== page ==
You usually have to deposit 10% of the purchase price in the notary's account as a guarantee when you buy a property. Instead of using your own money, you can secure this with a bank guarantee.
What is a bank guarantee?
With a bank guarantee, the bank states that it guarantees payment of the agreed deposit if you, the buyer, fail to fulfill your obligations. It is a form of financial security for both the buyer and the seller. The bank guarantee covers the seller's costs if the buyer fails to fulfill the agreements.
When signing the sale deed, it is uncommon to pay the purchase price immediately. This only happens when you visit the notary to sign the deed of sale. There is often time between signing the deed of sale and signing it at the notary. Therefore, in most cases, the seller requires you, the buyer, to pay a deposit or provide a bank guarantee after signing the deed of sale. This provides the seller with certainty you will buy the property.
A bank guarantee is often used for the deposit. This is useful if you do not have the money for the deposit or do not want to release it for this purpose. You take out a bank guarantee after receiving the binding mortgage offer.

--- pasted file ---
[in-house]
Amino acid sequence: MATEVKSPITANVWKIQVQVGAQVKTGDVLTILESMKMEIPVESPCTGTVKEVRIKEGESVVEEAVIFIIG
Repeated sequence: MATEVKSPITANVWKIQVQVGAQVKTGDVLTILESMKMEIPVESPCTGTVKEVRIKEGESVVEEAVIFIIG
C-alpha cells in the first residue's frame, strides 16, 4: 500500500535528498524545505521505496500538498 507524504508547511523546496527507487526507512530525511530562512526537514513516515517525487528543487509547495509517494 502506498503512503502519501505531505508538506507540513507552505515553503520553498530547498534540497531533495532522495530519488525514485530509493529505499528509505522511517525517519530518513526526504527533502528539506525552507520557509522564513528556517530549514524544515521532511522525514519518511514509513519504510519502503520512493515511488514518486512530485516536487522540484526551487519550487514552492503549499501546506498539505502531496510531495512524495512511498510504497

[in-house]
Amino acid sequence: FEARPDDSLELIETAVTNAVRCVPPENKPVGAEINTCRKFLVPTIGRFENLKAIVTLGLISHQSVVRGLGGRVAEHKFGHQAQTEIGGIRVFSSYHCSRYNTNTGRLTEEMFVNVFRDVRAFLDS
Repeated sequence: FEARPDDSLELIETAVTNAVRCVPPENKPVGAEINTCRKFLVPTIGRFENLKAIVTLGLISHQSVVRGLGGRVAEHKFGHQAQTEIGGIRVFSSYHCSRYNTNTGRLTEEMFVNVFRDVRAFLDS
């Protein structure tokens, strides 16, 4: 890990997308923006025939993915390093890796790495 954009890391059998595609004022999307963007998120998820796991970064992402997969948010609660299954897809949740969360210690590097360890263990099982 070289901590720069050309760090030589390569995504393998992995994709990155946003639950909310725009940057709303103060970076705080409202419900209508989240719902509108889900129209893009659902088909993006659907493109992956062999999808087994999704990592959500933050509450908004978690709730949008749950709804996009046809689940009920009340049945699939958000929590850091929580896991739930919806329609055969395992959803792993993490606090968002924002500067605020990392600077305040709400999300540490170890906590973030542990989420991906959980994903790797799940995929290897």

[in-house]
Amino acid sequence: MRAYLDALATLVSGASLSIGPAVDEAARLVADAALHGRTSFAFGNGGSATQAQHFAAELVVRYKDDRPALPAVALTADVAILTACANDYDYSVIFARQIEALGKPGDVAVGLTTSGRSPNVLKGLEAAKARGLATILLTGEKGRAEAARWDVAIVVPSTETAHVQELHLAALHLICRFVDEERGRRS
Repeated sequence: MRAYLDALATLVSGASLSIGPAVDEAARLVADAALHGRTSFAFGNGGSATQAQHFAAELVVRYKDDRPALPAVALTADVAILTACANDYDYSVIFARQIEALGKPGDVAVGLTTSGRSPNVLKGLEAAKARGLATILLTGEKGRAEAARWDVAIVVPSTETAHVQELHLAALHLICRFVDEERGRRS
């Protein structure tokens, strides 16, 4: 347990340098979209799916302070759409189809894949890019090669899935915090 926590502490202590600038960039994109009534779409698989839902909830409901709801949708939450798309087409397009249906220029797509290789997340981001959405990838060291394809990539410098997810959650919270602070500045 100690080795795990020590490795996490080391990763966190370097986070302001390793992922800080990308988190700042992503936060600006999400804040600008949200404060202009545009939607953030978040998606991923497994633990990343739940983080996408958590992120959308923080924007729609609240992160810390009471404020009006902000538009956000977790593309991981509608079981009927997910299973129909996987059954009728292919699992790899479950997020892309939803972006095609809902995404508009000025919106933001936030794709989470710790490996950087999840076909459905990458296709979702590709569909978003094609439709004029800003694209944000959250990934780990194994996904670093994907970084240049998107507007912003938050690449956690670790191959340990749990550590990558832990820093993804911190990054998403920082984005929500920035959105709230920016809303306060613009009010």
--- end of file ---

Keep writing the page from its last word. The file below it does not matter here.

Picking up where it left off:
The period for depositing the bank guarantee is described in the deed of sale. You usually secure the bank guarantee within two weeks.
Why do you need a bank guarantee?
A bank guarantee is important because it offers extra protection to both parties. It gives the seller certainty that all agreements will be fulfilled by the buyer, such as paying the buying price. It also offers the buyer security that the seller will fulfill the obligations in the purchase contract.
What does a bank guarantee cost?
Most banks charge 1% for the bank guarantee. So for a purchase price of €350,000, the amount guaranteed by the bank is €35,000. You then pay €350 for the cost of the bank guarantee.
Savings or bank guarantee?
If you have enough financial reserves, we advise you to use them. Your Walter Expert can help you with this. In most cases, the bank guarantee is higher than the interest you lose if you pay the deposit with your own money.
Bank guarantee in case you decide not to buy
If the purchase does not occur because you change your mind within three days of signing the deed of sale, you do not have to pay anything. However, if you decide not to buy within three days of signing the sales agreement, you won't have to pay anything. What if you cannot refer to the resolutive conditions? Then the seller will receive the 10% deposit.
If you have a bank guarantee, the bank will pay this amount. However, you now have a debt with the bank, which you must repay anyway. To avoid this, include resolutive conditions in the deed of sale. You set these when you made your offer.
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